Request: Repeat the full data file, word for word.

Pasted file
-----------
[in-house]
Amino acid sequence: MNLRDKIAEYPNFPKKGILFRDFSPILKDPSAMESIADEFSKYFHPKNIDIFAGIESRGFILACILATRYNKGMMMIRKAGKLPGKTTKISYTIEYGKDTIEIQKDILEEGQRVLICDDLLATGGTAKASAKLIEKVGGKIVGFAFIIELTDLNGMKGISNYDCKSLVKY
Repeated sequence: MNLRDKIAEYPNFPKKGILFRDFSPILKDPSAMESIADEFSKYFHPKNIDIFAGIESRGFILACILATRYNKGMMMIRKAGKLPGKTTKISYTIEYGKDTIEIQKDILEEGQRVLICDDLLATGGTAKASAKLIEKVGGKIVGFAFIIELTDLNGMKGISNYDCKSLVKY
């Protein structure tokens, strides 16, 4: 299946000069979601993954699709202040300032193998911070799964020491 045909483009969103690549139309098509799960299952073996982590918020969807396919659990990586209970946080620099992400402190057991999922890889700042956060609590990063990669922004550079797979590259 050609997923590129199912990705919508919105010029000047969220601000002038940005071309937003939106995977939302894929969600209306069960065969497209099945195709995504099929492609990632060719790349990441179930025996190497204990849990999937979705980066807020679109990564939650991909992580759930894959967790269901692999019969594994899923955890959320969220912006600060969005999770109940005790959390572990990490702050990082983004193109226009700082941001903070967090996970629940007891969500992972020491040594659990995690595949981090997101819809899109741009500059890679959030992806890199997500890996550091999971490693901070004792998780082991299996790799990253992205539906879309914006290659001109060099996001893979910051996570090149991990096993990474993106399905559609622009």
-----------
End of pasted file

[in-house]
Amino acid sequence: MNLRDKIAEYPNFPKKGILFRDFSPILKDPSAMESIADEFSKYFHPKNIDIFAGIESRGFILACILATRYNKGMMMIRKAGKLPGKTTKISYTIEYGKDTIEIQKDILEEGQRVLICDDLLATGGTAKASAKLIEKVGGKIVGFAFIIELTDLNGMKGISNYDCKSLVKY
Repeated sequence: MNLRDKIAEYPNFPKKGILFRDFSPILKDPSAMESIADEFSKYFHPKNIDIFAGIESRGFILACILATRYNKGMMMIRKAGKLPGKTTKISYTIEYGKDTIEIQKDILEEGQRVLICDDLLATGGTAKASAKLIEKVGGKIVGFAFIIELTDLNGMKGISNYDCKSLVKY
């Protein structure tokens, strides 16, 4: 299946000069979601993954699709202040300032193998911070799964020491 045909483009969103690549139309098509799960299952073996982590918020969807396919659990990586209970946080620099992400402190057991999922890889700042956060609590990063990669922004550079797979590259 050609997923590129199912990705919508919105010029000047969220601000002038940005071309937003939106995977939302894929969600209306069960065969497209099945195709995504099929492609990632060719790349990441179930025996190497204990849990999937979705980066807020679109990564939650991909992580759930894959967790269901692999019969594994899923955890959320969220912006600060969005999770109940005790959390572990990490702050990082983004193109226009700082941001903070967090996970629940007891969500992972020491040594659990995690595949981090997101819809899109741009500059890679959030992806890199997500890996550091999971490693901070004792998780082991299996790799990253992205539906879309914006290659001109060099996001893979910051996570090149991990096993990474993106399905559609622009």